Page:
Your Stomach Pain May Be Your Gallbladder

Your Stomach Pain May Be Your Gallbladder

Just beneath your liver (on the right side of your midsection below your ribs) is a small pear shaped sac called the gallbladder. Its job is to store and assist in distributing bile that the liver produces. 

Bile, which aids in digesting fat, is released from the gallbladder when food is consumed. It is released into the upper small intestine and rarely develops into a problem, until a slowing or blockage occurs. When this happens, several symptoms can arise with many of these symptoms steering unseasoned medical professionals or your own instincts into misguided remedy attempts. 

Stomach pain is a common symptom of a gallbladder problem. Find out if your symptoms may be your gallbladder after all and ways you might be able to finally stop the pain. 

You’re Not Alone

According to Health, 

“Anywhere from 20 to 25 million people in the U.S. have a problem with their gallbladder,…The most common gallbladder problem is gallstones, crystallized clumps of bile and dissolved cholesterol that form in the gallbladder or bile duct, the tube that carries the bile to the small intestine. Gallstones can cause inflammation and pain, and lots of people have them—up to 20% of women and 10% of men in the U.S. by the age of 60—and they can be as small as a grain of sand or as large as a golf ball.”

Women have a higher prevalence of gallbladder problems due to their change in sex hormones such as estrogen and progesterone. These hormones can boost bile cholesterol as well as slow the emptying of bile from the gallbladder. Also, pregnancy and oral contraception could cause gallstones to develop as well. 

Many people have gallstones but do not develop symptoms, these are called “silent stones”. However, if the gallbladder is compromised and symptomatic stones or other symptoms develop, you may need to take action.

Signs and Risks

These are some symptoms and reasons gallbladder problems may be indicated:

  • Stomach Pain – As mentioned, stomach pain is common symptom of a gallbladder problem.
  • Abdominal – More specific “stomach pain” may include the upper right or middle abdominal region. The abdominal region might be described as slightly below your stomach just above your pubic area. 
  • After Eating – Pain in the abdomen after eating a meal; often similar pain every time. 
  • Nausea – This is especially prevalent if the gall bladder needs an emergency removal. However, slight nausea that often happens after eating a meal or even a snack could indicate gallbladder trouble. 
  • Jaundice – A slight or more yellowing of the skin could indicate jaundice which is a sign of a struggling liver and gallbladder. This is hard to spot on those who have dark skin or are perpetually tan however sometimes it presents in the whites of the eyes or sclera. 
  • Diet and Exercise – Poor lifestyle choices like eating processed foods, drinking alcohol and not getting enough activity not only lead to gallbladder compromise but many other health risks as well.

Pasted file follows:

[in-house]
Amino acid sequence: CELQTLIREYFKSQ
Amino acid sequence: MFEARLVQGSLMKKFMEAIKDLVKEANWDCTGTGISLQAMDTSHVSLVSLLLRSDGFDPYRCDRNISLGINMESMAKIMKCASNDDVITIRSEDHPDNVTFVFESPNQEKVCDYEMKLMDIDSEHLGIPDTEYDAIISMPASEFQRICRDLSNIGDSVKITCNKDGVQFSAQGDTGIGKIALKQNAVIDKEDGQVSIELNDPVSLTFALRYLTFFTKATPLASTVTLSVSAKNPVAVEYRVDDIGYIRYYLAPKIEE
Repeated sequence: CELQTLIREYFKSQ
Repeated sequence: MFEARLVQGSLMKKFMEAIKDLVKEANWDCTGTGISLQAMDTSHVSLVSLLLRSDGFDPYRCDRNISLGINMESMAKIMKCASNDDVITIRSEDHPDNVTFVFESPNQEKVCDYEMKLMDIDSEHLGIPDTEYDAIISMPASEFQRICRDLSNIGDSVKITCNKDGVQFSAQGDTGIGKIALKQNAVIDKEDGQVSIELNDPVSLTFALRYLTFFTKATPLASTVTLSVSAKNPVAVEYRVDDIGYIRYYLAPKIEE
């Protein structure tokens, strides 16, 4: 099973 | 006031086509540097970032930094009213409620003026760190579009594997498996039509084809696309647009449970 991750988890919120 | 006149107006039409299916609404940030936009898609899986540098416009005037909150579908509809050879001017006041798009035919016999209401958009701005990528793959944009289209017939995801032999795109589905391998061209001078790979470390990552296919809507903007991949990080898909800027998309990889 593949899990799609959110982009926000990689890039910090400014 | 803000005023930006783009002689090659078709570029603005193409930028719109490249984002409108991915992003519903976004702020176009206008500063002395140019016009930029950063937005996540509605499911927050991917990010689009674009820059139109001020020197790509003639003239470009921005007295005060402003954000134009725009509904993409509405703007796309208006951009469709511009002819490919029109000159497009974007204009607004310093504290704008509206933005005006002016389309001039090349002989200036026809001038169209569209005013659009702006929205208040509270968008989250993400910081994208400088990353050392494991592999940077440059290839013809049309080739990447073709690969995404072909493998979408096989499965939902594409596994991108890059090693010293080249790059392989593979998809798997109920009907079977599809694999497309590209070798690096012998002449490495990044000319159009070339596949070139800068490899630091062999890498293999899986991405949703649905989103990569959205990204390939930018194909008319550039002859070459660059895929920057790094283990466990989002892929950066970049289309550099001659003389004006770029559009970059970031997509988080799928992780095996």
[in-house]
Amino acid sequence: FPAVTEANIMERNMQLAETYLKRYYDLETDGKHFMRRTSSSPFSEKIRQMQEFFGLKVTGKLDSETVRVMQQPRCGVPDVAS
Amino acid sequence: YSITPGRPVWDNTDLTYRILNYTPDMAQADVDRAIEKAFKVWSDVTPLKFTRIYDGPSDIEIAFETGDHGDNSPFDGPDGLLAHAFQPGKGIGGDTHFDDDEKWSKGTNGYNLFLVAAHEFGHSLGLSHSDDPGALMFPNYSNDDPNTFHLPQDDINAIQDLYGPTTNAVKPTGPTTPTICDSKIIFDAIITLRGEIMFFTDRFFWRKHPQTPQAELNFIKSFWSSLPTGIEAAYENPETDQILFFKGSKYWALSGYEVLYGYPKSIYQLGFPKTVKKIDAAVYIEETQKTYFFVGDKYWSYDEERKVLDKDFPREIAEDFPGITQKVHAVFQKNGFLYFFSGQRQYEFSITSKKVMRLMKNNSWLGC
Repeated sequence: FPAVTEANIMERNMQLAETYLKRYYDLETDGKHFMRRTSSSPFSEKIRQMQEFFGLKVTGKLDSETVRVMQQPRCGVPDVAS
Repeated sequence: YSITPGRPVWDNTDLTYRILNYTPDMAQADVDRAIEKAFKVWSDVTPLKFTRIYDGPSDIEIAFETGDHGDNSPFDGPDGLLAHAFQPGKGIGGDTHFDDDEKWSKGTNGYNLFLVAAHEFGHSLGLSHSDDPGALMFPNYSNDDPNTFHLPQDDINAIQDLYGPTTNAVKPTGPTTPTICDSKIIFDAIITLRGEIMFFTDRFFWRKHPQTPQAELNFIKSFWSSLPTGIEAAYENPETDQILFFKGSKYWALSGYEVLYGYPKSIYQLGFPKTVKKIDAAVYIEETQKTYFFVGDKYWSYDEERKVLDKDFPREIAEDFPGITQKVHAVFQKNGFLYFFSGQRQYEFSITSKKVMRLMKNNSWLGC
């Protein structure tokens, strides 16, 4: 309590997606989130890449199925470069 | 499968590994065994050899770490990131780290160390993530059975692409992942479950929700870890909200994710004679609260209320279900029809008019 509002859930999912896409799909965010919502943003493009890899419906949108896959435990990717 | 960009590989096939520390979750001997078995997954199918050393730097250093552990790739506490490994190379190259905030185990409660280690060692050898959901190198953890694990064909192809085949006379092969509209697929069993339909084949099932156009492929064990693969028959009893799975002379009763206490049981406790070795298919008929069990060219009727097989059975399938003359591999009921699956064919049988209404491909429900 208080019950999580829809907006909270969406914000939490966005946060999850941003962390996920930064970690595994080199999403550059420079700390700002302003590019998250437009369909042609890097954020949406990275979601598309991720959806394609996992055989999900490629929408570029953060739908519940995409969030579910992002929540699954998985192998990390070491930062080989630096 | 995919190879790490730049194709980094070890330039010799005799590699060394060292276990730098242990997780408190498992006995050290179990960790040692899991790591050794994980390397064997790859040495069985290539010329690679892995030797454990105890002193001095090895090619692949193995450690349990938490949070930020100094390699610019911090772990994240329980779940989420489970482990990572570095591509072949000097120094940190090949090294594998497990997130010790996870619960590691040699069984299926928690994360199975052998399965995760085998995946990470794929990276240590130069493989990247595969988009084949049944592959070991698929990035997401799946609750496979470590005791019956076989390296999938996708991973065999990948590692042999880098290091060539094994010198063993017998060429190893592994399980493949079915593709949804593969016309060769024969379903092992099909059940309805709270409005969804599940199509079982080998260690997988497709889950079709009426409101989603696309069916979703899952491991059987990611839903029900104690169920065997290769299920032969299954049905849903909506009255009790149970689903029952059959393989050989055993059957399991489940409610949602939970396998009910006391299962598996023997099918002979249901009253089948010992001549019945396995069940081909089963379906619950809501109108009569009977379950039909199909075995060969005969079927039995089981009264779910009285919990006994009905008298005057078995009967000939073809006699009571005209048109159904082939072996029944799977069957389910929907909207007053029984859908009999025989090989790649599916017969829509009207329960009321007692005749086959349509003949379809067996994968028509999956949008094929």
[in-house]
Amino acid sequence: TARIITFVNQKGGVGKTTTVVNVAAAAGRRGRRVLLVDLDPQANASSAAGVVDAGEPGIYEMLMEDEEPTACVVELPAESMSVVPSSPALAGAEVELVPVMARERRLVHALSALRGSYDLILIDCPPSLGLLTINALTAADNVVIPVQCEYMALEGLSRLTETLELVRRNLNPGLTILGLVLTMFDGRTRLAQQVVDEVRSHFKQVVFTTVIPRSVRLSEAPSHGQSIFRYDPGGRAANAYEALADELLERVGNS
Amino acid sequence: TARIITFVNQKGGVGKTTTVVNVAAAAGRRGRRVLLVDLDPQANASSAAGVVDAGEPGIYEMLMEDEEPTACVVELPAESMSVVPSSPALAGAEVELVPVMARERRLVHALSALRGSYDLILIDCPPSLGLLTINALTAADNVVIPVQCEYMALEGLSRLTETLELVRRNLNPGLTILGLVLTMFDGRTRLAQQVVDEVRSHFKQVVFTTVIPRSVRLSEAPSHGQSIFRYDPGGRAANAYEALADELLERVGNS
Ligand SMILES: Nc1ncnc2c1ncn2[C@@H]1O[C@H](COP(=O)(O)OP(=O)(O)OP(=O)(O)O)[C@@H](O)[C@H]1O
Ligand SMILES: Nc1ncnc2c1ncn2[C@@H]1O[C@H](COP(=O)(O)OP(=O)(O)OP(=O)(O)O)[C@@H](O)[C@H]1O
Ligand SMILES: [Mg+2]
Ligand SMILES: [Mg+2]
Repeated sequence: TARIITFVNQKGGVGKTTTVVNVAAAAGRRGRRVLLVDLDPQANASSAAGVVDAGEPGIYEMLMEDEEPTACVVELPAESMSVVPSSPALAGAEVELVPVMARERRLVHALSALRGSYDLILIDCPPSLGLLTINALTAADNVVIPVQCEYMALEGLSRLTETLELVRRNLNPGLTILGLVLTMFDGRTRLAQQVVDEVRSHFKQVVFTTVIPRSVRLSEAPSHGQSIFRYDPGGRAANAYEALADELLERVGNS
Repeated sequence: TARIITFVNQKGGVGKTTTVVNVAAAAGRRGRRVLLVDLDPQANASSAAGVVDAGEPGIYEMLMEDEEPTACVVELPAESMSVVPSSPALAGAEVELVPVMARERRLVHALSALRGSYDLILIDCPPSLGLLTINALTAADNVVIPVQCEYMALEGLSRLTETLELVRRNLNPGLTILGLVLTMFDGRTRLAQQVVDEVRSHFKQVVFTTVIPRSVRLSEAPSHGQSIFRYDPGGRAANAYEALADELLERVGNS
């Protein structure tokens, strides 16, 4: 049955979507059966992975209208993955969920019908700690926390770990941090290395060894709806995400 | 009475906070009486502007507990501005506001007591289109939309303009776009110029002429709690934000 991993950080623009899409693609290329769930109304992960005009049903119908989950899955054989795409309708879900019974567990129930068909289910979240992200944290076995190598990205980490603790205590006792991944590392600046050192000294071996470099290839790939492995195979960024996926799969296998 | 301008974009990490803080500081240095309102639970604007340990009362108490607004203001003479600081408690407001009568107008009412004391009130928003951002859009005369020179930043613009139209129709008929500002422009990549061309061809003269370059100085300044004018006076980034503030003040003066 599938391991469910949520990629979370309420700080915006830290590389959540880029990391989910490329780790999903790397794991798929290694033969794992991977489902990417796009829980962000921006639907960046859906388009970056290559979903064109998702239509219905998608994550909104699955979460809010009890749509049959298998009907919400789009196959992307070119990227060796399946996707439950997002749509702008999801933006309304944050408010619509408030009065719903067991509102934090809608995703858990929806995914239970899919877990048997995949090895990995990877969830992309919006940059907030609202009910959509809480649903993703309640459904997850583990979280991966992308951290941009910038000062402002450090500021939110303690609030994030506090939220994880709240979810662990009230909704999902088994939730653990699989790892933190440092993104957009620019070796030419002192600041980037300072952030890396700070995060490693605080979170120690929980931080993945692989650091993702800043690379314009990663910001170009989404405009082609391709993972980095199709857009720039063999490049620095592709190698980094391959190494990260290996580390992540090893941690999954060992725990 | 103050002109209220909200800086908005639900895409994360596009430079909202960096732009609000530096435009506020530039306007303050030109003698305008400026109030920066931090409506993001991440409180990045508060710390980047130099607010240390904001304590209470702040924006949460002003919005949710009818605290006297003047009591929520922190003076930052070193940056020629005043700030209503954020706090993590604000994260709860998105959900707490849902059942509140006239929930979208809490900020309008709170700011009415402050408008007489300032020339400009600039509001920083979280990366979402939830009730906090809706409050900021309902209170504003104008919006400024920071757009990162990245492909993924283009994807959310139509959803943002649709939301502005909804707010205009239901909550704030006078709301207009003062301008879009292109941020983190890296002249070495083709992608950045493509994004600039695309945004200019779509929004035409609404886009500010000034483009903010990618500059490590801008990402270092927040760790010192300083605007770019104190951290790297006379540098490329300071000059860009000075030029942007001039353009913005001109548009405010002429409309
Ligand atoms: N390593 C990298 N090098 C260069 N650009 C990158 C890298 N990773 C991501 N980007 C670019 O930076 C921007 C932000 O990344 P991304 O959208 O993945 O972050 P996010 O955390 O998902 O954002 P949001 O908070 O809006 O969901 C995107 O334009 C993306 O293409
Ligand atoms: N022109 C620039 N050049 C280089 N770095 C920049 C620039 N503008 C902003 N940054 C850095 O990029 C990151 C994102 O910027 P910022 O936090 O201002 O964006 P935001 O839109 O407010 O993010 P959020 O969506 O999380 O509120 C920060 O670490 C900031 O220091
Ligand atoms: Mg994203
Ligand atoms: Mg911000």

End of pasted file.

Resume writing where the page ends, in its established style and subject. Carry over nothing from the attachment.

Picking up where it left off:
• Body Weight – Being overweight holds more risk for gallbladder problems however, losing weight can also pose a risk. According to Allison Yang, MD, a gastroenterology and hepatology fellow at Brigham and Women’s Hospital in Boston, “Patients who experience gastric bypass surgery or stapling surgery, when they lose a lot of weight very quickly, that’s often associated with forming gallstones,”
  • Back Pain – Could experience continual (chronic) sudden stabbing pain under the right shoulder blade or overall back.

There are many other signs, however these would probably be the biggest “red flags” as the others could be applied to just about any other condition. 

Treat Your Gall Bladder Nice

A lot of gallbladder problems can be attributed to diet. The best prevention to avoid problems with your gallbladder, including painful gallstones, is stopping excessive Bad Diet Behavior (BDB). This is when you don’t just grab a few spoonfuls of ice cream once in a while but down the entire quart in one sitting, before bed! If you think you need to or gallbladder problems run in your family, try some of these gallbladder (GB) diet guidelines recommended by Healthline.

GB Friendly Foods

  • Bell Peppers
  • Citrus Fruits
  • Dark, Leafy Greens
  • Tomatoes
  • Milk
  • Sardines
  • Fish And Shellfish
  • Low-Fat Dairy
  • Beans
  • Nuts
  • Lentils
  • Tofu
  • Tempeh

Main GB Aggravations

  • Vegetable Oil
  • Peanut Oil
  • Refined White Foods (Breads, Pastas, Etc.)
  • Foods High In Fat
  • Processed Foods

In addition, the Mayo Clinic reports that skipping meals may lead to gallstones; if you are on a regimented weightless diet lose the weight slowly, rapid weightless could trigger the gallstone to malfunction; 

If you experience any of the symptoms above, especially for an extended period of time (days to weeks, depending on the symptoms) see your doctor. Also, keep an eye out for a misdiagnosis or ask your practitioner if your symptoms might be your gallbladder. Overall, keep a good eye on your health so an unhappy gallbladder doesn’t surprisingly start poking you in the gut.